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Pay survey by next week? MPIGs might fly...

How do you solve a problem like MPIG? That’s the question NHS Employers and GP leaders have been grappling with for many months now, and this week we saw the first fruit of their labours.

By Steve Nowottny

How do you solve a problem like MPIG? That's the question NHS Employers and GP leaders have been grappling with for many months now, and this week we saw the first fruit of their labours.

There is to be a national survey of practices, focusing particularly on the 500 with the highest protection payments, asking them to explain the ‘historical reasons' for their high correction factors. It will be very much a joint initiative, co-sponsored by the GPC and NHS Employers, and enlisting the help not only of SHAs and PCTs but LMCs as well.

Oh, and the deadline's a week tomorrow.

The decision to look again at the reasons behind correction factors, while a tacit admission that the ratios agreement may not have got it quite right, is a sensible one. After all, the one thing you can't have when approaching a problem of this complexity is too much information, and as the explanatory letter admits, a previous attempt at a PCT-led analysis yielded ‘insufficient detail'.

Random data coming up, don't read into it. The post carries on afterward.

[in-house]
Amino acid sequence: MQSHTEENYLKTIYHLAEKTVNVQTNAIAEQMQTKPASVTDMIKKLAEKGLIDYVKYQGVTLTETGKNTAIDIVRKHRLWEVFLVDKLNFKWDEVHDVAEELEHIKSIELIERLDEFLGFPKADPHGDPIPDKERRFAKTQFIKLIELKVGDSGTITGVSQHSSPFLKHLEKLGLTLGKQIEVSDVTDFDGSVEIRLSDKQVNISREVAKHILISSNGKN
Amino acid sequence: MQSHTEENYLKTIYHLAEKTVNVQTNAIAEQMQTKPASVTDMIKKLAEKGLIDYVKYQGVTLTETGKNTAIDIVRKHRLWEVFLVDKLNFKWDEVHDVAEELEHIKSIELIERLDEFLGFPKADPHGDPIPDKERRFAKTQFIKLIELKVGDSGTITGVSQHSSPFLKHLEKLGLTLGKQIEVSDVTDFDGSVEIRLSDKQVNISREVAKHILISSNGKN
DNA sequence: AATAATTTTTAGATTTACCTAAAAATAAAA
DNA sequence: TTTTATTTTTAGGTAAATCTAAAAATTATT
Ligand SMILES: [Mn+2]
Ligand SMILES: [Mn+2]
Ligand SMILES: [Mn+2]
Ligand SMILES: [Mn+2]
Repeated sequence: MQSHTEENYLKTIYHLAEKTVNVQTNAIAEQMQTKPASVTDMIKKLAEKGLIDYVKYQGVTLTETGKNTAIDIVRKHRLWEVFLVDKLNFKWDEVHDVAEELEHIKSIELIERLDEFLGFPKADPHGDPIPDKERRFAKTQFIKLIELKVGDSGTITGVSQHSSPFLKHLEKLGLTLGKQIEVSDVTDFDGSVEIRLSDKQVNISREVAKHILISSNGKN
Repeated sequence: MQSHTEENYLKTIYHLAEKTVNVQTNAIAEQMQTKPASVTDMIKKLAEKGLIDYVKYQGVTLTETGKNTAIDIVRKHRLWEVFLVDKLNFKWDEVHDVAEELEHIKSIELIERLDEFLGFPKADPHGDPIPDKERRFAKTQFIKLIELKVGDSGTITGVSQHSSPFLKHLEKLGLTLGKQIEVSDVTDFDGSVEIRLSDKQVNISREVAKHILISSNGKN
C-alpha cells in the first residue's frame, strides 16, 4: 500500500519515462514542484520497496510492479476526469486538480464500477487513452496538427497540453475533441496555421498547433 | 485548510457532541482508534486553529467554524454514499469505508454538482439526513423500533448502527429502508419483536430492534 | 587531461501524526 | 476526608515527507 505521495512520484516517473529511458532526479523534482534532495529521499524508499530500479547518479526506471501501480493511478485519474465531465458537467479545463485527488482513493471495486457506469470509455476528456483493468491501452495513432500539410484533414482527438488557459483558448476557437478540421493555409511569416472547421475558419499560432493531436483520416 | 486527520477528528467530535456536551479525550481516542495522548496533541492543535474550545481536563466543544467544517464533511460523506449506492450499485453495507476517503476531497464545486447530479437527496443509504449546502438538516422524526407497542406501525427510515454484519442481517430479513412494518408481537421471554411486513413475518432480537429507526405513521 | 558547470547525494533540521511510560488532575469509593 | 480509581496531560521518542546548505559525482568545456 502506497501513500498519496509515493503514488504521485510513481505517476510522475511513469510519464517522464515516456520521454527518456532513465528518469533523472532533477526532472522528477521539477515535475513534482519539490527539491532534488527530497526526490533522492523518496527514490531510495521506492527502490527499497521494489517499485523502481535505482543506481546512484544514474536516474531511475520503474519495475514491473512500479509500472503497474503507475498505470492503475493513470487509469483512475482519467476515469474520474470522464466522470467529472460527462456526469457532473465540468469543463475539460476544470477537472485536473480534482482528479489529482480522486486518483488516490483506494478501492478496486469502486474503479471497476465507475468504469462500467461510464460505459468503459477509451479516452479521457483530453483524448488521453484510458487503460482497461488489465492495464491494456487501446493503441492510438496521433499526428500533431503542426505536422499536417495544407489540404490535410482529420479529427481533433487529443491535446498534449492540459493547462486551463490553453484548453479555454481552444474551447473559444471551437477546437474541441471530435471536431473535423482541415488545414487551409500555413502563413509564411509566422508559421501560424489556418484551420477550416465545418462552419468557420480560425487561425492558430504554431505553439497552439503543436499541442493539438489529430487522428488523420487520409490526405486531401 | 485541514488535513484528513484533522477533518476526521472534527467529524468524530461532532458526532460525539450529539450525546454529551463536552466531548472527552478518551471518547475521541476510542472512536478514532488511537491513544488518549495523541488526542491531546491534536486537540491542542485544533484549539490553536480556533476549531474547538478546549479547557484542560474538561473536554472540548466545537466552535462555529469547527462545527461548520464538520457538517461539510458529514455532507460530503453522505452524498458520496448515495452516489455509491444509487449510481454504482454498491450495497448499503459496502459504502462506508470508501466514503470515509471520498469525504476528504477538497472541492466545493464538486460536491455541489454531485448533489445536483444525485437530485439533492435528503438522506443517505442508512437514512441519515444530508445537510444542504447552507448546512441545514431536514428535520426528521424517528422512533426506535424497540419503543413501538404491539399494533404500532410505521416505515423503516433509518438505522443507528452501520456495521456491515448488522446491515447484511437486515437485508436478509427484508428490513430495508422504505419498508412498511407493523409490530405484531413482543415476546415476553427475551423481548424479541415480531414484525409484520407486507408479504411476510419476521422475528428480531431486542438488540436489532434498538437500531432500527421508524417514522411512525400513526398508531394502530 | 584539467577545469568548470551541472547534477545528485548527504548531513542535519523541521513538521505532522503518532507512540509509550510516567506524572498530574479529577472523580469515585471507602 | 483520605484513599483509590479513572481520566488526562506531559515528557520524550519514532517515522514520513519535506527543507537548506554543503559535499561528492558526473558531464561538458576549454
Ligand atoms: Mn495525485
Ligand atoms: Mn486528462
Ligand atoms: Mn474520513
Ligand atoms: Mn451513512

But the timescale is, as one LMC secretary put it, ‘geniunely perplexing'. Translation? MPIGs might fly. Turning around a project of this scale in under three weeks just isn't practical, most agreed (the ones who were aware of it at all, anyway).

It's not entirely clear why the big rush. The GPC and NHS Employers say it was at the Department of Health's request. We've asked the Department for its reasons, twice. The first response was ‘that is in line with a timetable agreed between NHS Employers and the GPC.' The second was ‘the deadline was agreed as part of ongoing work.' Translation? Because we say so.

But what's clear is that getting rid of the MPIG is now a top Government priority, and how they do so will be one of the big issues for GPs of the year (extended hours for 2009, as one senior GPC member put it).

Tomorrow, the GPC holds its first meeting of the year. The ever-guarded BMA refuses to disclose– to us at least – exactly what's on the agenda (BMA members can however check it out for themselves here). But the correction factor survey is certain to be among the topics discussed.

Where negotiators have already led, the GPC is likely to follow. But there is some unease in the ranks about the speed of this survey, and the way in which ministers may choose to use the results. To what extent that unease manifests itself tomorrow could set the tone for the coming months.

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